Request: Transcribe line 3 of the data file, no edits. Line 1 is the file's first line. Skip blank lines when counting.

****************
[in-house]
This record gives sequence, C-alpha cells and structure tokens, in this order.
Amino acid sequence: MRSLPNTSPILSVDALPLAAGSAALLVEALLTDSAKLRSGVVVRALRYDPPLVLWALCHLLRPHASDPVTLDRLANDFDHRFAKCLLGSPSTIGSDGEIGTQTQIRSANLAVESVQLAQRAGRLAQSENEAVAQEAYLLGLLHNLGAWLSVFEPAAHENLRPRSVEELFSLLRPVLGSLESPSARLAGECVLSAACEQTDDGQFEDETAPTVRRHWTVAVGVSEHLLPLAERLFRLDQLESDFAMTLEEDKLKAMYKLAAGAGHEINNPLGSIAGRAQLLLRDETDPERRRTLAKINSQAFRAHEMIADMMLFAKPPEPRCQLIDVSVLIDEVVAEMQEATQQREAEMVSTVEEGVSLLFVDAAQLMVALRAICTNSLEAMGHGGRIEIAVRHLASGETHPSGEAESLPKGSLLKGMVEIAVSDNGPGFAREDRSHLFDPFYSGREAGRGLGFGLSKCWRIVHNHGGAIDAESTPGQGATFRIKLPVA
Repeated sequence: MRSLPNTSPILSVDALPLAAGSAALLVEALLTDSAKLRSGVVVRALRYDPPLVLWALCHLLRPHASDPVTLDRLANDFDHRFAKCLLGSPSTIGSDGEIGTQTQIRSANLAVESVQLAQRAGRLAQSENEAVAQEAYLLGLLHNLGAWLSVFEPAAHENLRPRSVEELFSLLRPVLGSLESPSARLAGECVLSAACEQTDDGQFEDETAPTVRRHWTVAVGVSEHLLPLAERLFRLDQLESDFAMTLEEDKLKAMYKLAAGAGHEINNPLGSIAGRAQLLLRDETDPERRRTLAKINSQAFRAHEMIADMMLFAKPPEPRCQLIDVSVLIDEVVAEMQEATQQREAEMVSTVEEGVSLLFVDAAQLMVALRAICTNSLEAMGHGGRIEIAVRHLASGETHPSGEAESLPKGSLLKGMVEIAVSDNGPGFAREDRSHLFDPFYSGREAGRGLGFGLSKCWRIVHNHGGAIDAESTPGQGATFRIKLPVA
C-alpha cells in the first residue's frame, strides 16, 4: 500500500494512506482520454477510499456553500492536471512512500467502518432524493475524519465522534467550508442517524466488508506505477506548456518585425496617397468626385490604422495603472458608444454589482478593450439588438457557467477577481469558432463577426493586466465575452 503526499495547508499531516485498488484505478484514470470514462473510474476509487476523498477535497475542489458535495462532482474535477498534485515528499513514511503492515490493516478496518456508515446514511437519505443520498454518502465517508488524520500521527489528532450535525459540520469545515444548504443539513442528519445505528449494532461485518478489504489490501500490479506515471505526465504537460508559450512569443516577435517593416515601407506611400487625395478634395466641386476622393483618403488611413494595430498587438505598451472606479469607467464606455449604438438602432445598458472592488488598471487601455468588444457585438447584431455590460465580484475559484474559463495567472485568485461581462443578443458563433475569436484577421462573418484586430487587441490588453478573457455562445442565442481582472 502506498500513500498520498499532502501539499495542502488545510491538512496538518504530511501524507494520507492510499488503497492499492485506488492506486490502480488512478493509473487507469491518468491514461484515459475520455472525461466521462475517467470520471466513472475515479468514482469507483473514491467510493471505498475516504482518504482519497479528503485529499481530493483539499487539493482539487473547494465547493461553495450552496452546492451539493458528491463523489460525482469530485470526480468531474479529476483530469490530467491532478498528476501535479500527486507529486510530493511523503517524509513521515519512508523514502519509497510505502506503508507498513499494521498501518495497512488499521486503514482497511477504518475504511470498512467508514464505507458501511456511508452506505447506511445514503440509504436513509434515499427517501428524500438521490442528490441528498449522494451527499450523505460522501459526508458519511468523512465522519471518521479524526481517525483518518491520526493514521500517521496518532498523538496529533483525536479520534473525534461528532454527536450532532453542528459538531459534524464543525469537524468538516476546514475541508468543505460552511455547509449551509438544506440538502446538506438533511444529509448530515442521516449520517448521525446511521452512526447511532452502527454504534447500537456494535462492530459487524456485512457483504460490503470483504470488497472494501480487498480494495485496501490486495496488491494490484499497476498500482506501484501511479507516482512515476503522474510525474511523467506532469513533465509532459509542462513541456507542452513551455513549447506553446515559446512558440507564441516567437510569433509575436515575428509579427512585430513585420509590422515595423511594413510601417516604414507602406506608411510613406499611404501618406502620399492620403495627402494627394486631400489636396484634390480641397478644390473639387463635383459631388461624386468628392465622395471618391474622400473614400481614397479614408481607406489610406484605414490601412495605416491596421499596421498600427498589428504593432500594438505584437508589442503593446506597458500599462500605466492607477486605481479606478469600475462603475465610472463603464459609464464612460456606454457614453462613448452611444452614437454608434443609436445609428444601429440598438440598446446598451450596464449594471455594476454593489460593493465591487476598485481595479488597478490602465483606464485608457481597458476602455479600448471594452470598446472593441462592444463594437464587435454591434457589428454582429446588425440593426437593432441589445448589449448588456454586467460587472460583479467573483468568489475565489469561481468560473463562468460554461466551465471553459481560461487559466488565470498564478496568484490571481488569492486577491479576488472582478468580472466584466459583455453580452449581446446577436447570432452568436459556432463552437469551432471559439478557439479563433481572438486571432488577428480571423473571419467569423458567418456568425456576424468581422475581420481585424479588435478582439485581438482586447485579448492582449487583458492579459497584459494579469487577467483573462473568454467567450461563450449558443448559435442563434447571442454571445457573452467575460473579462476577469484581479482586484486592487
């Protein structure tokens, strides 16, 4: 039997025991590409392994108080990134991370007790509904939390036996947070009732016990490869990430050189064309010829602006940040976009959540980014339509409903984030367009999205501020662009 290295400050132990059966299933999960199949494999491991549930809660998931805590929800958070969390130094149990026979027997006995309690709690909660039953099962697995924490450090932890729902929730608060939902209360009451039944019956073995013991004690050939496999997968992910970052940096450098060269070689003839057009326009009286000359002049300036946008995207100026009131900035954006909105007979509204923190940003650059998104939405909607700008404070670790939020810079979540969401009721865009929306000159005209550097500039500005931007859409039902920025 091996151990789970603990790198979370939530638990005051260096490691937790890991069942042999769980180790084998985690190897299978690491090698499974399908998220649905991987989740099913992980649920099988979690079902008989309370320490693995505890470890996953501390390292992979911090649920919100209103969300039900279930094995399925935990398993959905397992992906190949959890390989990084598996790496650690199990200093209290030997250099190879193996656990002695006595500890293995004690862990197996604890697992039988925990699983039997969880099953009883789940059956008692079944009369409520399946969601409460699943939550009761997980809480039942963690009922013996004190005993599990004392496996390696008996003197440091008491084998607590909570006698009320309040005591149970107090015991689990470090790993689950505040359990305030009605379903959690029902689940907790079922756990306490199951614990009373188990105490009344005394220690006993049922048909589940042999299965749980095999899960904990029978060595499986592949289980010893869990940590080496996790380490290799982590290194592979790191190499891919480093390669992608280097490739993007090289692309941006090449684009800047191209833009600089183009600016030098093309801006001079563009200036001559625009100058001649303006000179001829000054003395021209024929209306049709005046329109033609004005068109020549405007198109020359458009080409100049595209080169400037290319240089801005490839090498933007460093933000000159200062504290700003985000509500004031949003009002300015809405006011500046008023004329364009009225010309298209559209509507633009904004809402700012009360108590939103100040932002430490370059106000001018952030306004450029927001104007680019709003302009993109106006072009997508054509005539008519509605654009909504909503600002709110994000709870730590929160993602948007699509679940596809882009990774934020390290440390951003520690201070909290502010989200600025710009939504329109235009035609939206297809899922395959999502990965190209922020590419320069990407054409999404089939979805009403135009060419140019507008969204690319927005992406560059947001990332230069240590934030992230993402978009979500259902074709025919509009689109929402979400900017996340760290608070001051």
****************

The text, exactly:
Amino acid sequence: MRSLPNTSPILSVDALPLAAGSAALLVEALLTDSAKLRSGVVVRALRYDPPLVLWALCHLLRPHASDPVTLDRLANDFDHRFAKCLLGSPSTIGSDGEIGTQTQIRSANLAVESVQLAQRAGRLAQSENEAVAQEAYLLGLLHNLGAWLSVFEPAAHENLRPRSVEELFSLLRPVLGSLESPSARLAGECVLSAACEQTDDGQFEDETAPTVRRHWTVAVGVSEHLLPLAERLFRLDQLESDFAMTLEEDKLKAMYKLAAGAGHEINNPLGSIAGRAQLLLRDETDPERRRTLAKINSQAFRAHEMIADMMLFAKPPEPRCQLIDVSVLIDEVVAEMQEATQQREAEMVSTVEEGVSLLFVDAAQLMVALRAICTNSLEAMGHGGRIEIAVRHLASGETHPSGEAESLPKGSLLKGMVEIAVSDNGPGFAREDRSHLFDPFYSGREAGRGLGFGLSKCWRIVHNHGGAIDAESTPGQGATFRIKLPVA